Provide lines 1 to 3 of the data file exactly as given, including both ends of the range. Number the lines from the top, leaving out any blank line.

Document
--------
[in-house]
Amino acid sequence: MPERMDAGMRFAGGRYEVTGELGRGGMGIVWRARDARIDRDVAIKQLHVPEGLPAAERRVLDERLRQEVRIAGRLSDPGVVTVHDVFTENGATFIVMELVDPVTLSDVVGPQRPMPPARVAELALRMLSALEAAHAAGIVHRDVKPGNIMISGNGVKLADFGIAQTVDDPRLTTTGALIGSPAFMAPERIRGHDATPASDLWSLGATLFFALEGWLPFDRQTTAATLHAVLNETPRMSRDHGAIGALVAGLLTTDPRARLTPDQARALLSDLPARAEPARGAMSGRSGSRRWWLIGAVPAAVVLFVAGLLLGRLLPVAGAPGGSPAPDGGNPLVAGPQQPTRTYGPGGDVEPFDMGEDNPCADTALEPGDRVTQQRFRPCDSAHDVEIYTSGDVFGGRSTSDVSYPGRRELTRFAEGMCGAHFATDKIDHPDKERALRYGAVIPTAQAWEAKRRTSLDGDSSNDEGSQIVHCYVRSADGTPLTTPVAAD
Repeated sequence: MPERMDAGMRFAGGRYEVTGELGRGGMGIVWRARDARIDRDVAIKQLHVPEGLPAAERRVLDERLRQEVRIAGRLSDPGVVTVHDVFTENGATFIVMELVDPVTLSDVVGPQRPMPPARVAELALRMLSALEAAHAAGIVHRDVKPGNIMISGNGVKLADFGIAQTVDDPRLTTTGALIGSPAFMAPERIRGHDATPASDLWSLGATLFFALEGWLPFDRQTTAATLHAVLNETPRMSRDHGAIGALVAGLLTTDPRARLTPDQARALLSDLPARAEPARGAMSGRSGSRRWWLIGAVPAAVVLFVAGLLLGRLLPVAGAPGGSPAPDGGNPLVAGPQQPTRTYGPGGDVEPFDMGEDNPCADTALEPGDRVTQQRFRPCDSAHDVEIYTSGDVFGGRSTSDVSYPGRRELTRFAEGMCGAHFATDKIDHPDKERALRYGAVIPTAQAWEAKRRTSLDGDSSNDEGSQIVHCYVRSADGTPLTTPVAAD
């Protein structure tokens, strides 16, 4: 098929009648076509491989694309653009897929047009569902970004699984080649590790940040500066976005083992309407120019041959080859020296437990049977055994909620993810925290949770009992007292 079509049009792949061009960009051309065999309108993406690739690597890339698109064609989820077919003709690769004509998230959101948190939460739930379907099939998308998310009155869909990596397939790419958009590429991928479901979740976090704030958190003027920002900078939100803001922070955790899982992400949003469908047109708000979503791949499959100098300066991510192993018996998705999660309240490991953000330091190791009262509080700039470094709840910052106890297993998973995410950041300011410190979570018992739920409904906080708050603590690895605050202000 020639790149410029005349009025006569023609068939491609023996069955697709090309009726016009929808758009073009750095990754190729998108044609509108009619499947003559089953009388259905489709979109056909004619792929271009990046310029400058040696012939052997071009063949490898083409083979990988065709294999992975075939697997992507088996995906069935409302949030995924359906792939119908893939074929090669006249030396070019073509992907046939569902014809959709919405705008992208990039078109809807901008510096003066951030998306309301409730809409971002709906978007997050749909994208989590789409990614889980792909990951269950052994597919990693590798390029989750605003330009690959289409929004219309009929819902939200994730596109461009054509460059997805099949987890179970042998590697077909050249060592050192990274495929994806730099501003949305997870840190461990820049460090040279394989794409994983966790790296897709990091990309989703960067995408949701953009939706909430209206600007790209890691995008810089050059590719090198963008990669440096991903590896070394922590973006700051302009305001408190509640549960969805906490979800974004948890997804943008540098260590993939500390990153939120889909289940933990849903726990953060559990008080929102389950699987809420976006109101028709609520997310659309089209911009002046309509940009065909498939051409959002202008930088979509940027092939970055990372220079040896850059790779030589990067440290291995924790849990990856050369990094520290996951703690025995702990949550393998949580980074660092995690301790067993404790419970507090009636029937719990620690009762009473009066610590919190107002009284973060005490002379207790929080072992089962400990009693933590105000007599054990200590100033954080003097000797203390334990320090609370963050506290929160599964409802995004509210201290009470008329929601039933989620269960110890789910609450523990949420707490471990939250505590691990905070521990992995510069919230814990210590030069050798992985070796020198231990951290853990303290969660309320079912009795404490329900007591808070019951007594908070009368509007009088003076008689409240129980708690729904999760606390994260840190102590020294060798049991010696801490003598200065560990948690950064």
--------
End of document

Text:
[in-house]
Amino acid sequence: MPERMDAGMRFAGGRYEVTGELGRGGMGIVWRARDARIDRDVAIKQLHVPEGLPAAERRVLDERLRQEVRIAGRLSDPGVVTVHDVFTENGATFIVMELVDPVTLSDVVGPQRPMPPARVAELALRMLSALEAAHAAGIVHRDVKPGNIMISGNGVKLADFGIAQTVDDPRLTTTGALIGSPAFMAPERIRGHDATPASDLWSLGATLFFALEGWLPFDRQTTAATLHAVLNETPRMSRDHGAIGALVAGLLTTDPRARLTPDQARALLSDLPARAEPARGAMSGRSGSRRWWLIGAVPAAVVLFVAGLLLGRLLPVAGAPGGSPAPDGGNPLVAGPQQPTRTYGPGGDVEPFDMGEDNPCADTALEPGDRVTQQRFRPCDSAHDVEIYTSGDVFGGRSTSDVSYPGRRELTRFAEGMCGAHFATDKIDHPDKERALRYGAVIPTAQAWEAKRRTSLDGDSSNDEGSQIVHCYVRSADGTPLTTPVAAD
Repeated sequence: MPERMDAGMRFAGGRYEVTGELGRGGMGIVWRARDARIDRDVAIKQLHVPEGLPAAERRVLDERLRQEVRIAGRLSDPGVVTVHDVFTENGATFIVMELVDPVTLSDVVGPQRPMPPARVAELALRMLSALEAAHAAGIVHRDVKPGNIMISGNGVKLADFGIAQTVDDPRLTTTGALIGSPAFMAPERIRGHDATPASDLWSLGATLFFALEGWLPFDRQTTAATLHAVLNETPRMSRDHGAIGALVAGLLTTDPRARLTPDQARALLSDLPARAEPARGAMSGRSGSRRWWLIGAVPAAVVLFVAGLLLGRLLPVAGAPGGSPAPDGGNPLVAGPQQPTRTYGPGGDVEPFDMGEDNPCADTALEPGDRVTQQRFRPCDSAHDVEIYTSGDVFGGRSTSDVSYPGRRELTRFAEGMCGAHFATDKIDHPDKERALRYGAVIPTAQAWEAKRRTSLDGDSSNDEGSQIVHCYVRSADGTPLTTPVAAD